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Inside Beat

To heal, you must let go of your fear of letting go

Letting go our past can be frightening, especially we've come to understand that it is a part of who we are. But if we don't deal with our emotional baggage, it will only continue to wear us down.  – Photo by

Imagine you’re a backpacker traveling the world. One day, you might be in the romantic streets of Switzerland, or perhaps you just left the bustling corners of Tokyo.

With your arms gripped onto the bag straps in front of you, on you go. And as you go, imagine getting several things and stuffing your backpack with them.

Now, your backpack is too heavy to be swung comfortably around your shoulders. It's burdensome, but you’re attached to the contents in the bag.

So, instead of emptying it out, you opt to drag the backpack around instead.

But now, the ache in your back grows as the weight of the bag slows you down and you grow weary. So weary, that you begin to wonder if the beautiful turquoise waters in, say, Jamaica, are worth seeing after all. 

In this superficial analogy, the past is the backpack we’re dragging around. It's lighter for some and heavier for others. Past memories are intricate and deep, and oftentimes, we can’t just drop them like items out of a backpack even when we would like to.

Loss, trauma, heartbreak, failure: These are harrowing experiences that shape us and become the loudest echoes of our past.

Letting go of these experiences can be especially difficult because over time they become a part of us, entangled into our identities. And the more we are reminded of these hardships, the more our choices begin to be influenced by them.

Letting go forces us to change some aspects of ourselves and that change can be scary. After all, uncertainty is scary — it's much more comfortable to stay put and not take any chances. 

Personally, I’ve had my own struggles with letting go and moving onward. Approximately 3 years ago, I was in a relationship that I valued deeply and believed would last a lifetime.

It was heartbreaking to see it deteriorate instead. I thought about it constantly and I became hesitant to form connections with other people for fear that history would repeat itself. But in the end, all this did was isolate me from others, and I became gravely depressed.

It took more than a year until I started making attempts to form new connections and improve the ones I already had. As I did this, my depression gradually subsided and I realized the only thing that fear had done for me was hold me back.

We can let our fear of letting go be a stumbling block or a stepping stone. But to do so requires healing. If you choose to make it a stepping stone, hopefully you’ll find some beneficial advice here.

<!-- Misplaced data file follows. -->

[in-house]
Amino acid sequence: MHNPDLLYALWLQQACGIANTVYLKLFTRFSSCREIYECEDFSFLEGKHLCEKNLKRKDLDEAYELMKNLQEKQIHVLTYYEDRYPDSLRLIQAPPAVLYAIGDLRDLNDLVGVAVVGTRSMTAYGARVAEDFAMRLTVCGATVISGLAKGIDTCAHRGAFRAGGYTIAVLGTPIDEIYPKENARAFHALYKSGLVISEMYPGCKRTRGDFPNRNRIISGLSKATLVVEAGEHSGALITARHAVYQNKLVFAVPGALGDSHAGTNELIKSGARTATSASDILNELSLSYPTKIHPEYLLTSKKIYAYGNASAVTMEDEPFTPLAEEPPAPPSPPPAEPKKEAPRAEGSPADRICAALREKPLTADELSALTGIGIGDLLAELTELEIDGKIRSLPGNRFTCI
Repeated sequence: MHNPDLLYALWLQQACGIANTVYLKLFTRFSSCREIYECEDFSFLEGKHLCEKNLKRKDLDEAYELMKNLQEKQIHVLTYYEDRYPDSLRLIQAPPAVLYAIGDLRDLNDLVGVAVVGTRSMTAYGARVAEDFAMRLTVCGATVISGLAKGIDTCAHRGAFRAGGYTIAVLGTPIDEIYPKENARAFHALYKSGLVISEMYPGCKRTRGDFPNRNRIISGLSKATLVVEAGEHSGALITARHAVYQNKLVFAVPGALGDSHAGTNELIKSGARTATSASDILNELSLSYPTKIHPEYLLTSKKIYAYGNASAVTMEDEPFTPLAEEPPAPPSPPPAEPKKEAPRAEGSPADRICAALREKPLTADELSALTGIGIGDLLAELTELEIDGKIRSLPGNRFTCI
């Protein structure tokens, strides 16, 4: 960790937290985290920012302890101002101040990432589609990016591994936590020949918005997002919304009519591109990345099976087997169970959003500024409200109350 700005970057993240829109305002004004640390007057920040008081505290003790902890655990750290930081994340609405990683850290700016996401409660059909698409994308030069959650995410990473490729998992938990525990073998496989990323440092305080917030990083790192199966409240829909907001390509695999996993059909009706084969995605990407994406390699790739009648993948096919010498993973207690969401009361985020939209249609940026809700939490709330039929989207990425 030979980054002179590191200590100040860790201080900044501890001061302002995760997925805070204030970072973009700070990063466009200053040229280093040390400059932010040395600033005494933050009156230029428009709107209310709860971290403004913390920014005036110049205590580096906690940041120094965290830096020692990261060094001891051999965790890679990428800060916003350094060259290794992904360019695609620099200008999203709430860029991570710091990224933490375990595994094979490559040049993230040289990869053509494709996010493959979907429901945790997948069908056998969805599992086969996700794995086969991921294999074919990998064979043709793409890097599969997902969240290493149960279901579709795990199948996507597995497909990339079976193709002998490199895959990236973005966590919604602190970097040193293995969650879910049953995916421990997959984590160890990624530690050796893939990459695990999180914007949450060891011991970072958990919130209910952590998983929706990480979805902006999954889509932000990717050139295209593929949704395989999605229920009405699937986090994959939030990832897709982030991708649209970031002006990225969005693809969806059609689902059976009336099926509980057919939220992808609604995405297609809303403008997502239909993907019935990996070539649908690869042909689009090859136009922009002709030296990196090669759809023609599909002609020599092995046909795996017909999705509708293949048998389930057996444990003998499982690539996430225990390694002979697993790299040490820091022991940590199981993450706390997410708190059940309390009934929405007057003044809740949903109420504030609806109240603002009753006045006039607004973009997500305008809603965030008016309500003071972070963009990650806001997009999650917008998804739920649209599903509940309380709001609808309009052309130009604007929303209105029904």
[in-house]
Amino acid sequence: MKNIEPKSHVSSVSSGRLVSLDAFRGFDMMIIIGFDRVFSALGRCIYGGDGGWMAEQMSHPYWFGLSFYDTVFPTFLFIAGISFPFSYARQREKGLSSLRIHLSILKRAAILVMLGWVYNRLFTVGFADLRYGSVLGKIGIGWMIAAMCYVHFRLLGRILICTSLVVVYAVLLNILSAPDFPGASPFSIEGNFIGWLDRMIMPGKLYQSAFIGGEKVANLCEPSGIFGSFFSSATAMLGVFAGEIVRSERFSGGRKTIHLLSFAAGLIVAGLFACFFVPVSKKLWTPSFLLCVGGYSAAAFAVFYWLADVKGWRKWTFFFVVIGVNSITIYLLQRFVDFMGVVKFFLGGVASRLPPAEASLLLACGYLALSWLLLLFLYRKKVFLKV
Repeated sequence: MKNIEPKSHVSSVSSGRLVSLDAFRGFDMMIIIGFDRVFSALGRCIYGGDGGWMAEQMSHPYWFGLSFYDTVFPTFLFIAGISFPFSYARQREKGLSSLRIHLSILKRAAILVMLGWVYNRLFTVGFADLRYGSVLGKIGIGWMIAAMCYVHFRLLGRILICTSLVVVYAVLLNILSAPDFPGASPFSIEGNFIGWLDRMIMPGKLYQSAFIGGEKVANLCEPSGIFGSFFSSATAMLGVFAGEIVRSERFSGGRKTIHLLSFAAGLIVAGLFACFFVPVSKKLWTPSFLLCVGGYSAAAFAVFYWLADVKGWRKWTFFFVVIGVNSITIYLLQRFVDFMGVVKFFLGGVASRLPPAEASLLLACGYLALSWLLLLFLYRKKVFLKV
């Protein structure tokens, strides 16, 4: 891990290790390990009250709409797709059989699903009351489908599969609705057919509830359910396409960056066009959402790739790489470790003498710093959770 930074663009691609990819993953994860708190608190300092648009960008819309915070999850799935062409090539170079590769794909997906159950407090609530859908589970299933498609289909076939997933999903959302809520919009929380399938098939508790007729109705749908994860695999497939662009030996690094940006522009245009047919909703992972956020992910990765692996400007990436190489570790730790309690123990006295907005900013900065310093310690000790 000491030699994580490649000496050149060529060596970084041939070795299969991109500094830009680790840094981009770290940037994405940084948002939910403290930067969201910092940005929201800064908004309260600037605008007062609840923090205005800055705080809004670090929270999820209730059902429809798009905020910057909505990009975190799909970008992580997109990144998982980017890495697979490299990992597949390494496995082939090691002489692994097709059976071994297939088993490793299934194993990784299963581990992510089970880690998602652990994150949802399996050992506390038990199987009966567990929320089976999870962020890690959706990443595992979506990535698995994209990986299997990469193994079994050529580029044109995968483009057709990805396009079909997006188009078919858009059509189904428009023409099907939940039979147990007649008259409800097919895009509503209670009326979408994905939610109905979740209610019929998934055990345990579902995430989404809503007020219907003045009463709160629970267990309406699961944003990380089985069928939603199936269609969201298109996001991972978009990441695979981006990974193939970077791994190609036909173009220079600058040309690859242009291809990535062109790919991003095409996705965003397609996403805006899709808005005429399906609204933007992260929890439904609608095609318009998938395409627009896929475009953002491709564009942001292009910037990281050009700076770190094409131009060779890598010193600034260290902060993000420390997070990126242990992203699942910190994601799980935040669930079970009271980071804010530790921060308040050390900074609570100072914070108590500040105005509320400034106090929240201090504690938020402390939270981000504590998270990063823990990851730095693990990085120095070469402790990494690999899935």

First, you must acknowledge the past. Whatever it may be, confront it as best you can. Do not allow it to loom over you like a monster you’re fleeing from. Remember: It happened, but it's no longer happening.

Ignoring or suppressing it will only lead to it disrupting certain aspects of your life you most likely won’t even be aware about. So if there are any necessary actions to be taken, take them.

Do you need to have a conversation with someone you are in strife with to set yourself at ease? Is there something you need to get off your chest? Speaking about the past, whether that be with friends or a therapist, is a good way to release whatever emotions you’re hoarding from that experience. Releasing these emotions are the first step to letting go.

Then, ask yourself: "What can I take away from this experience?"

Regardless of how negative that situation may have been, think of the positives. Is there something to be learned? Instead of dwelling on what could've been or what was, think of what can come. What can you get out of the situation that will be of benefit to you in the future? What you can do to tailor that distressing experience into something empowering?

You may have to look hard sometimes, but surely there are benefits. For example, although you might've been dumped by someone you saw yourself spending the rest of your life with, at least now you can devote that time spent with them actively pursuing that professional career you want.

Dwell on the positives, no matter how little they may seem. It will help you way more than being stuck on the negatives or "what-ifs" ever will.

Finally, strive to live in the present. The present is more important than the past, so make it your focus. The past is gone but the present is here. Occupy yourself with activities you enjoy and make new memories that you will be happy to look back on. Oftentimes, we can’t help but ruminate on the possibilities. But the truth is that it gets us nowhere.

Ultimately, we can't change the past — we can only control our actions in the present. So dedicate your time to pursuing your desires and creating that future you would like to see. 

Think of yourself as a backpacker traveling the world: Bring along what will be useful, and leave behind any weight that will only make your journey more strenuous. Travel smart and travel light!


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